So adding orange juice to your spinach or kale smoothie may help you get even more nutritional benefits from these antioxidant-rich greens.

Taste and Texture

Of course, one of the main reasons people add orange juice to smoothies is that it simply tastes good! The sweet, bright flavor balances out bitter greens, earthy spices and tart fruits that are often used in smoothies.

It also gives smoothies a thicker, creamier texture when blended with ice compared to water or coconut water. This can make smoothies richer and more satisfying.

Acidic Properties

Citrus juice like orange juice has acidic properties, with a pH around 3-4 (8). Adding it to smoothies promotes color and flavor retention by preventing oxidation of sensitive nutrients like vitamin C and anthocyanins in berries.

The acidic quality also activates plant enzymes like myrosinase in cruciferous vegetables, which enhances the release of protective compounds in greens like kale and broccoli (9).

Ingredient Synergies

Blending orange juice with certain smoothie superfoods may provide additional health perks. Here are some of the best ingredients to mix with orange juice:

  • Berries – Combining with raspberries, blueberries and strawberries provides an antioxidant and vitamin C boost.
  • Greens – Spinach, kale and greens pair perfectly with orange juice’s acidity.
  • Turmeric – The oils may increase curcumin absorption for anti-inflammatory benefits.
  • Chia seeds – Provide extra fiber and fat for blood sugar control.
  • Ginger – Adds anti-nausea effects and balances the sweetness.
  • Yogurt – Provides protein to help stabilize blood sugar.

Potential Downsides

While orange juice can be a nutritious smoothie addition, there are a few potential downsides to keep in mind:

  • High in sugar – A 6 oz serving has 21 grams of sugar, mainly from natural fructose.
  • May irritate reflux – The high acidity may aggravate heartburn or GERD.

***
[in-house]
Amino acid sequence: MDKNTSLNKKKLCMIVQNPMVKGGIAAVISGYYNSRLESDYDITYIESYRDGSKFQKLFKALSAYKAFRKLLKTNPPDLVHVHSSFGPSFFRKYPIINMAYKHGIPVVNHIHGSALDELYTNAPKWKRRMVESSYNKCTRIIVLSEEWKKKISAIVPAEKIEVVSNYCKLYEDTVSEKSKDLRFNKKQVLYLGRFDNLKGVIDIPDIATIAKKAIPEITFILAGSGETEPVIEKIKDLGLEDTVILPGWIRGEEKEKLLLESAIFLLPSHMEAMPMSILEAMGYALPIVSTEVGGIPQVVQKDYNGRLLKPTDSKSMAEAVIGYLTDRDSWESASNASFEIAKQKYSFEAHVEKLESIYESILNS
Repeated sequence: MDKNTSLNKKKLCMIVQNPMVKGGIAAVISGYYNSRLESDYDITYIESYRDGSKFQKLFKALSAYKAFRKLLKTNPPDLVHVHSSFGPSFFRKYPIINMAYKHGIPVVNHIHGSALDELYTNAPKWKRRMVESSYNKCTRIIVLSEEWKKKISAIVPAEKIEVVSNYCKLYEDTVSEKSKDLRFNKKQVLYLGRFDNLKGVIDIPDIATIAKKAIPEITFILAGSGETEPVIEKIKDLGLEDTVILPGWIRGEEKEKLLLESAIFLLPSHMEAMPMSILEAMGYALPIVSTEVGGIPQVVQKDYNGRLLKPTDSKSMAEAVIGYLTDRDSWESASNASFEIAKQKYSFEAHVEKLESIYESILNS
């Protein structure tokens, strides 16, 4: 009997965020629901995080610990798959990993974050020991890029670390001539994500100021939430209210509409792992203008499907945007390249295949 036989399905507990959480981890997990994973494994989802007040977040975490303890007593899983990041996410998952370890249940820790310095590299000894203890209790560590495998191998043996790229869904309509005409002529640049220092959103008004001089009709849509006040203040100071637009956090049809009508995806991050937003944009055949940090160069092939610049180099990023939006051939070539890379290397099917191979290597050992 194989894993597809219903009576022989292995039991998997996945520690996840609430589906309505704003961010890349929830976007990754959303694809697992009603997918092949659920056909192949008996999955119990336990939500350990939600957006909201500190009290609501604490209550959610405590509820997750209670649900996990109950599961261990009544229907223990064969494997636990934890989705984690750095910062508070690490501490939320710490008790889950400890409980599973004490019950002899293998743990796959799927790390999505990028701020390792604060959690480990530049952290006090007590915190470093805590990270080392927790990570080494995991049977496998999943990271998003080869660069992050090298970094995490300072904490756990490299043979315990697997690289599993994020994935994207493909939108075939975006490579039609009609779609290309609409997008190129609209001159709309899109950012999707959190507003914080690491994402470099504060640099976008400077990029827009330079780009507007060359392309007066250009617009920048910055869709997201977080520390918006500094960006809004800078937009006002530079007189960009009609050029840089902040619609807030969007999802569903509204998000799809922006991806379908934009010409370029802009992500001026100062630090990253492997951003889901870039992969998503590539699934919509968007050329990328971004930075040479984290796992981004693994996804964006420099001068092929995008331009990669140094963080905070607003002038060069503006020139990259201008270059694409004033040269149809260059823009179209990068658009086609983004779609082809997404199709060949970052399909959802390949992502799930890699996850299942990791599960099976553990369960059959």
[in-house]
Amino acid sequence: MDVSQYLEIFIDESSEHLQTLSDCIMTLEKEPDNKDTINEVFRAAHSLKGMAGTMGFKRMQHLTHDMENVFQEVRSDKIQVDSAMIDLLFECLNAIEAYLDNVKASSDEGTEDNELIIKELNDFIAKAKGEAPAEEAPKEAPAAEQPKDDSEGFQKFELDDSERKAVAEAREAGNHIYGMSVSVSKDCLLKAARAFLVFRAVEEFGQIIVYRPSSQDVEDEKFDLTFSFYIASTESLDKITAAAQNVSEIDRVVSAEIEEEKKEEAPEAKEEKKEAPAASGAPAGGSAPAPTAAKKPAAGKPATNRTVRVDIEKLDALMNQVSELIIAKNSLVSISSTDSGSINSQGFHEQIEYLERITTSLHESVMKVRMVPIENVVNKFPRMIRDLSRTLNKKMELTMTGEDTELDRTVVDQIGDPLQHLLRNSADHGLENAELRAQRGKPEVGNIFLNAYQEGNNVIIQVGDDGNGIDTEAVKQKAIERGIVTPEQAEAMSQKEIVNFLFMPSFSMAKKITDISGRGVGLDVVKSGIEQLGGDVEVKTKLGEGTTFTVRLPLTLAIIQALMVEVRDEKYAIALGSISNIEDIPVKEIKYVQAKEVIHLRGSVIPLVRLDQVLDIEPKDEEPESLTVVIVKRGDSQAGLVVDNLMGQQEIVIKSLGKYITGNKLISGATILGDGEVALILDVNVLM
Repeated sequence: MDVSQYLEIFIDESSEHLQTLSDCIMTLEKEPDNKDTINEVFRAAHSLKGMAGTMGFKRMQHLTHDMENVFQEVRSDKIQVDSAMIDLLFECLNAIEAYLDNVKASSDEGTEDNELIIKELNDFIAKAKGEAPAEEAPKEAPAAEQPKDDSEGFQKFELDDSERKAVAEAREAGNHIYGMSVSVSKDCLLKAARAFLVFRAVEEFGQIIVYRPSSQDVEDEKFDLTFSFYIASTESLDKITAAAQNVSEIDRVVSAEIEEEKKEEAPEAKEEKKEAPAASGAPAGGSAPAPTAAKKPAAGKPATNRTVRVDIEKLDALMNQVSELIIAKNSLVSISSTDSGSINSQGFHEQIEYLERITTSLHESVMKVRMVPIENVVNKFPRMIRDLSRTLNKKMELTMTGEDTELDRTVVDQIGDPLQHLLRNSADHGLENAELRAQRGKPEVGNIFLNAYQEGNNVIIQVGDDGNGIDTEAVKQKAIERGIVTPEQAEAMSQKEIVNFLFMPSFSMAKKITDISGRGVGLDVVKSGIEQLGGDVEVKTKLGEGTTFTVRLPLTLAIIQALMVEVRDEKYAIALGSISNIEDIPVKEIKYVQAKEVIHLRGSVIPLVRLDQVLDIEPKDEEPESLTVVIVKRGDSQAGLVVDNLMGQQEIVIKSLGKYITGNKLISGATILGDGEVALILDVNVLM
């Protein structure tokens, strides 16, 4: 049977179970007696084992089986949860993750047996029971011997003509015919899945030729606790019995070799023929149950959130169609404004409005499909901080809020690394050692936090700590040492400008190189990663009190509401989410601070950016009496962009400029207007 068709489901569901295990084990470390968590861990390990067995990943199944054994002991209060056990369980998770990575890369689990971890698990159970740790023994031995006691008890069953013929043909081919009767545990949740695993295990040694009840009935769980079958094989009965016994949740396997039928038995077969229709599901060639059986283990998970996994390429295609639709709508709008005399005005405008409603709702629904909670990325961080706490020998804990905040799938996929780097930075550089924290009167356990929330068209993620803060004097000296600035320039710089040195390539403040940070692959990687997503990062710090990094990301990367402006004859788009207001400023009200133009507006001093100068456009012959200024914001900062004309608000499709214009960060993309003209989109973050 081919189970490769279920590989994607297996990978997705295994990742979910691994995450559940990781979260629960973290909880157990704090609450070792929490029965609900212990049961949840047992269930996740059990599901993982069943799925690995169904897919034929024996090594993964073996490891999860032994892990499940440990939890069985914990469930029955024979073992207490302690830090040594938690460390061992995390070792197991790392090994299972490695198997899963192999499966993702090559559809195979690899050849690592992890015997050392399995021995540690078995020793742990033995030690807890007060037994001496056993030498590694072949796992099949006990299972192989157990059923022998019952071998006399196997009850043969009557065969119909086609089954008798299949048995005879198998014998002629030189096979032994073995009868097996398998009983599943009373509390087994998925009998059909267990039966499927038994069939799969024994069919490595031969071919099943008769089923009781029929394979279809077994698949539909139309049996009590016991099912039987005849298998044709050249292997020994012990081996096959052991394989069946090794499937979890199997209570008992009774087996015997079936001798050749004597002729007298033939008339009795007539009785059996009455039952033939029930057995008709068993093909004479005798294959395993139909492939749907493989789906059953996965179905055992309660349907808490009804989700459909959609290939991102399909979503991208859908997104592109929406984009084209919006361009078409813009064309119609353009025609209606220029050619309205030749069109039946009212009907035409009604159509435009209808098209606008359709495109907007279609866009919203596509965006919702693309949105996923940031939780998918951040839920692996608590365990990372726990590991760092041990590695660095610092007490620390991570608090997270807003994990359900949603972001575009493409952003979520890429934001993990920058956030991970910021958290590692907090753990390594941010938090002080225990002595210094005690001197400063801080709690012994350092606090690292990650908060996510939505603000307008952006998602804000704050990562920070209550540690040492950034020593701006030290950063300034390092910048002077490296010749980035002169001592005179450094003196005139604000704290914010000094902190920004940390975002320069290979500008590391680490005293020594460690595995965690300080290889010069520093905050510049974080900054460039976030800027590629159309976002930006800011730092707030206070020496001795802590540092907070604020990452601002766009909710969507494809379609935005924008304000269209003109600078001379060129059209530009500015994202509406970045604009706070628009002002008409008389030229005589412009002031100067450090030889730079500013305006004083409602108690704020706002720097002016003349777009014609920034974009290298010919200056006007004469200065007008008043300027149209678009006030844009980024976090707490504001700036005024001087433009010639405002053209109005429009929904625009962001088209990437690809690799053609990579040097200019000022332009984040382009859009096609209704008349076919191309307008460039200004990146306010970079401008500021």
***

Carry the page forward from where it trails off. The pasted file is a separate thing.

• store-bought varieties may contain additives – Check labels and opt for not-from-concentrate when possible.

To prevent adverse effects, limit orange juice to about 1/4 to 1/2 cup (4-8 oz) per smoothie and balance out the sugar with protein, fat and fiber. Make sure to brush teeth after drinking acidic smoothies to protect tooth enamel.

The Best Orange Smoothie Recipes

Here are some delicious and nutritious orange juice smoothie ideas to try:

Green Orange Julius

  • 1 banana
  • 1 cup orange juice
  • 1 cup spinach
  • 1/4 avocado
  • 1/4 cup Greek yogurt
  • 1 tbsp honey
  • Ice cubes

Carrot Orange Smoothie

  • 1 carrot, peeled
  • 1 orange, peeled
  • 1 cup fresh orange juice
  • 1 tbsp honey
  • 1/4 tsp cinnamon
  • 1 cup Greek yogurt
  • 3 ice cubes

Orange Blueberry Smoothie

  • 1 banana
  • 1 cup orange juice
  • 1/2 cup blueberries
  • 1/4 cup vanilla yogurt
  • 2 tbsp peanut butter
  • 1 tbsp flax seeds
  • Ice cubes

Orange Ginger Smoothie

  • 1 cup orange juice
  • 1/2 banana
  • 1/2 cup mango chunks
  • 1/2″ knob ginger, peeled
  • 1/4 cup vanilla Greek yogurt
  • 1 tbsp honey
  • Ice cubes

Orange Kale Smoothie

  • 1 cup orange juice
  • 1 cup kale
  • 1/2 cup pineapple chunks
  • 1/4 avocado
  • 1 tbsp chia seeds
  • 1 tbsp coconut flakes
  • Ice cubes


Orange juice is far more than just a vitamin C source. It brings an array of nutrients, antioxidants and health benefits that make it right at home in smoothies. By complementing ingredients like greens, berries and spices, orange juice adds nutrition, hydration and creamy texture.

Aim for about 1/2 cup per smoothie. Be sure to keep portions in check and fill the rest of your smoothie with whole foods sources like fruits, veggies, nut butters and yogurt to mitigate potential downsides. This allows you to enjoy the perks of orange juice as part of a healthy, balanced smoothie.